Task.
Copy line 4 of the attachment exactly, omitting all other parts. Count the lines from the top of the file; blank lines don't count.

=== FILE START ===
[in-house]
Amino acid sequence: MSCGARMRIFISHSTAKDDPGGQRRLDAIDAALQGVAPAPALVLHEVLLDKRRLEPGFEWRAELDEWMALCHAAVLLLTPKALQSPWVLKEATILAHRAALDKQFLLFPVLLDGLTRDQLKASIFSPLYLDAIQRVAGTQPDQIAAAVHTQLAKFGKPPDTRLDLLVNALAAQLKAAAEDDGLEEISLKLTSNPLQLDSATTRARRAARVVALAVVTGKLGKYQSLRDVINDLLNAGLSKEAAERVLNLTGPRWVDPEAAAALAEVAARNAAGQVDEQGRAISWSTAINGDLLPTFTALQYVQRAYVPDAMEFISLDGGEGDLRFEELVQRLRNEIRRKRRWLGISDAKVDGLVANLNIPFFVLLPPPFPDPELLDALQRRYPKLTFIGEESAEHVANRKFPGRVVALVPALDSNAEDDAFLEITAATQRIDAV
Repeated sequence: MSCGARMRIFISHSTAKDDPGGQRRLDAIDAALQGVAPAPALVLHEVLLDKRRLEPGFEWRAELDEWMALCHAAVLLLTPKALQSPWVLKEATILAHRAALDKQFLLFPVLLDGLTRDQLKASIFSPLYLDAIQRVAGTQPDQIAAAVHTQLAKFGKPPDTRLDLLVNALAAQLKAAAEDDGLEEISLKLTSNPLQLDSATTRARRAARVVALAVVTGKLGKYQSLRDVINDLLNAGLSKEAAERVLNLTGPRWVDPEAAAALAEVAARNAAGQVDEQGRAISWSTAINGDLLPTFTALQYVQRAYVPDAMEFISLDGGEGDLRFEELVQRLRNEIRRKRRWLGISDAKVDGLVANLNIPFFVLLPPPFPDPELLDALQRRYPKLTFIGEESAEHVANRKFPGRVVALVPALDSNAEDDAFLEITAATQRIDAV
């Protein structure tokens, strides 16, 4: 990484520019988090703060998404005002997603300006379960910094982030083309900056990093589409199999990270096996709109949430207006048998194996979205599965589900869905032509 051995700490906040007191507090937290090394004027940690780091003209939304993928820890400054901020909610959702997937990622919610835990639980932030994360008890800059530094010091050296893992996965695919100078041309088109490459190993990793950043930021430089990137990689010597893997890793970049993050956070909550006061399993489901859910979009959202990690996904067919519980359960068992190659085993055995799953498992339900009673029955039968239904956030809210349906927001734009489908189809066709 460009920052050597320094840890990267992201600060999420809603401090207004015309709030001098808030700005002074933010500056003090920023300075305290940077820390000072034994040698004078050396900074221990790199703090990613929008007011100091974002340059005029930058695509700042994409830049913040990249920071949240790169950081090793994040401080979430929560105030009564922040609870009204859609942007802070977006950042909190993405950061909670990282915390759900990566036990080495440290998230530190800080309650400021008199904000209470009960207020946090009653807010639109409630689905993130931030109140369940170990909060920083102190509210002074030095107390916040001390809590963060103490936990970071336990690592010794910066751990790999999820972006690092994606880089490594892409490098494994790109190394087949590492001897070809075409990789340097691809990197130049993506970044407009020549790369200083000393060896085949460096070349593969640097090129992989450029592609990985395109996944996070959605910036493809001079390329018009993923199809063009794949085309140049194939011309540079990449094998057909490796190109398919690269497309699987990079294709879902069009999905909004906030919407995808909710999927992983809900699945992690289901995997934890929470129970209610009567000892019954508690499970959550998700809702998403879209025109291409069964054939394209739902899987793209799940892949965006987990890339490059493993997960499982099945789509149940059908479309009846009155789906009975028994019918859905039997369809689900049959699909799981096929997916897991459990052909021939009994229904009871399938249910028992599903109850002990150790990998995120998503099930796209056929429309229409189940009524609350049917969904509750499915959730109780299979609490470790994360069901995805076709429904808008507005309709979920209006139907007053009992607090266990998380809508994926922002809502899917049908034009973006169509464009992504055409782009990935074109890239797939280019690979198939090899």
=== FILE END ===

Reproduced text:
């Protein structure tokens, strides 16, 4: 990484520019988090703060998404005002997603300006379960910094982030083309900056990093589409199999990270096996709109949430207006048998194996979205599965589900869905032509 051995700490906040007191507090937290090394004027940690780091003209939304993928820890400054901020909610959702997937990622919610835990639980932030994360008890800059530094010091050296893992996965695919100078041309088109490459190993990793950043930021430089990137990689010597893997890793970049993050956070909550006061399993489901859910979009959202990690996904067919519980359960068992190659085993055995799953498992339900009673029955039968239904956030809210349906927001734009489908189809066709 460009920052050597320094840890990267992201600060999420809603401090207004015309709030001098808030700005002074933010500056003090920023300075305290940077820390000072034994040698004078050396900074221990790199703090990613929008007011100091974002340059005029930058695509700042994409830049913040990249920071949240790169950081090793994040401080979430929560105030009564922040609870009204859609942007802070977006950042909190993405950061909670990282915390759900990566036990080495440290998230530190800080309650400021008199904000209470009960207020946090009653807010639109409630689905993130931030109140369940170990909060920083102190509210002074030095107390916040001390809590963060103490936990970071336990690592010794910066751990790999999820972006690092994606880089490594892409490098494994790109190394087949590492001897070809075409990789340097691809990197130049993506970044407009020549790369200083000393060896085949460096070349593969640097090129992989450029592609990985395109996944996070959605910036493809001079390329018009993923199809063009794949085309140049194939011309540079990449094998057909490796190109398919690269497309699987990079294709879902069009999905909004906030919407995808909710999927992983809900699945992690289901995997934890929470129970209610009567000892019954508690499970959550998700809702998403879209025109291409069964054939394209739902899987793209799940892949965006987990890339490059493993997960499982099945789509149940059908479309009846009155789906009975028994019918859905039997369809689900049959699909799981096929997916897991459990052909021939009994229904009871399938249910028992599903109850002990150790990998995120998503099930796209056929429309229409189940009524609350049917969904509750499915959730109780299979609490470790994360069901995805076709429904808008507005309709979920209006139907007053009992607090266990998380809508994926922002809502899917049908034009973006169509464009992504055409782009990935074109890239797939280019690979198939090899």